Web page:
Classic Antarctica Voyage 7205 Day 6
Day 6 - February 24, 2012 - Port/landing Petermann Island/Pléneau Island
By Chris Srigley, General Naturalist
Coordinates: 65˚06’ S, 64˚04’ W
Awaking to the sounds of the Silver Explorer’s anchor being lifted at 0530, I knew our day was about to begin. Having anchored at Port Lockroy during the night, Captain Adam now turned us south and towards the renowned ‘Lemaire Channel’.
Joining Hans-Peter and Will on the fore deck, we greeted guests as they began to trickle through the door and into the brilliant sunrise. Like the weather we had experienced yesterday, we couldn’t have dreamt for anything better today. Even with the below zero centigrade temperatures, the sun kept us warm.
Having been on the Bride just before heading out on the fore deck, I quickly scanned the Lemaire Channel to see how the ice conditions appeared. From my experience I felt the Silver Explorer would have no problems… but what a difference one deck can make!
Arriving on the fore deck, I lifted my binoculars to my eyes and instantly it seemed as though there would be no hope. Knowing, of course, we would be fine, I was able to assure the guests around me that our day would go on as planned.
The ice forced Captain Adam to reduce speed, thus our arrival to Petermann Island was delayed. By 0930 Zodiacs were being dropped and we (the Expedition Team) were heading ashore. With its mix of ornithology, geology, history and botany – Petermann Island is a wonderful stop. Gathering my group together, we headed off for a view over the French Passage and what is known as the ‘Iceberg graveyard’ where shallow waters trap ice until it is broken down into smaller bits and becomes more buoyant. In the distance (some 4.5 miles) we could see the Ukrainian station “Vernadsky”.
Meeting with our Historian Peter Damisch by an Argentinean refuge hut, guests were given a wild and entertaining ride through the history of our location and some of the sad facts associated with it. Of the most notable was the over wintering of Jean-baptiste Charcot in his vessel Pourquoi-pas? during the winter of 1909.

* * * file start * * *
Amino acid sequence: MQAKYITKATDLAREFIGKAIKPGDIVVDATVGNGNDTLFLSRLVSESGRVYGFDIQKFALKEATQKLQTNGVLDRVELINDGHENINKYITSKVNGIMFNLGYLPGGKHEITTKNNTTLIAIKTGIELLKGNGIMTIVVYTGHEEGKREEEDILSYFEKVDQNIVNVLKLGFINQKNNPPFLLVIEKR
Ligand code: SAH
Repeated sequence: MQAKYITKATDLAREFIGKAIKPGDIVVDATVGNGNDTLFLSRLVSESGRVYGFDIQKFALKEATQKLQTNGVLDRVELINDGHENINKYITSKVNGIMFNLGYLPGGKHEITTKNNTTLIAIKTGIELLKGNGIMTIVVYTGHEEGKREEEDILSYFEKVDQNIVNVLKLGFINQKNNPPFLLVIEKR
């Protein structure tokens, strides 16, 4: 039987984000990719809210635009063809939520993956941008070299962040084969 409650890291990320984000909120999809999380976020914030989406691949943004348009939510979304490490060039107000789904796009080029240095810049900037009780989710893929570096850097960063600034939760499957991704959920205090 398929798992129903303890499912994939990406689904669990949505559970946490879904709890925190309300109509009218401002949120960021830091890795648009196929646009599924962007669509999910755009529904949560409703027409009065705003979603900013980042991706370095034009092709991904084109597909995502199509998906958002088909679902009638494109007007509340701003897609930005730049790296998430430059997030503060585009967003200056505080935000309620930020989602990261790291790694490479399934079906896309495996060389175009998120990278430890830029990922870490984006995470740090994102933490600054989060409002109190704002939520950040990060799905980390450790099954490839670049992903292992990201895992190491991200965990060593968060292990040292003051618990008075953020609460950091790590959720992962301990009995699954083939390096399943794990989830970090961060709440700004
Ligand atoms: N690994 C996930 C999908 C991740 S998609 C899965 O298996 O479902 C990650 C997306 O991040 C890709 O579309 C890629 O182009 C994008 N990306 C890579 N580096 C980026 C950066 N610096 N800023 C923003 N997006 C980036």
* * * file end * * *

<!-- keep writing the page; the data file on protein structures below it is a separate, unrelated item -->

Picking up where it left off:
With one last stop we headed up a nearby slope in search of Adélie penguins. Having lost out on our Brown Bluff landing earlier in the voyage, we hadn’t been able to see them. At the top sat seven plump and molting Adélies. The quintessential penguin, black and white all over, all guests were happy to add this species to their list of penguins seen during the voyage.
Back onboard the Silver Explorer we repositioned over lunch to our afternoon’s activity, a Zodiac tour among the icebergs near Pléneau Island. After lowering the Zodiacs, we all headed out. We knew there were seals in the area as they had been spotted from the Bridge, however we could not have been prepared for what we were to find. Crabeater seals by the hundreds and some of the most inquisitive Leopard seals any of us on the Expedition Team had ever encountered! Soon it was time to depart, and it was hard to turn my Zodiac and leave the excitement and wonderful weather behind.
With all Zodiacs back onboard it was time to make a quick change from expedition gear into a suit and tie. Tonight was our Venetian Society cocktail party and dinner. As almost forty percent of our guests on this voyage are Venetian Society members, The Theatre was full! Following a wonderful toast from Jarda Versloot, our Assistant Expedition Leader, all headed to The Restaurant for a wonderful dinner.
It had been another special day down here on the peninsula, a day that all onboard were not soon to forget. What will tomorrow bring?
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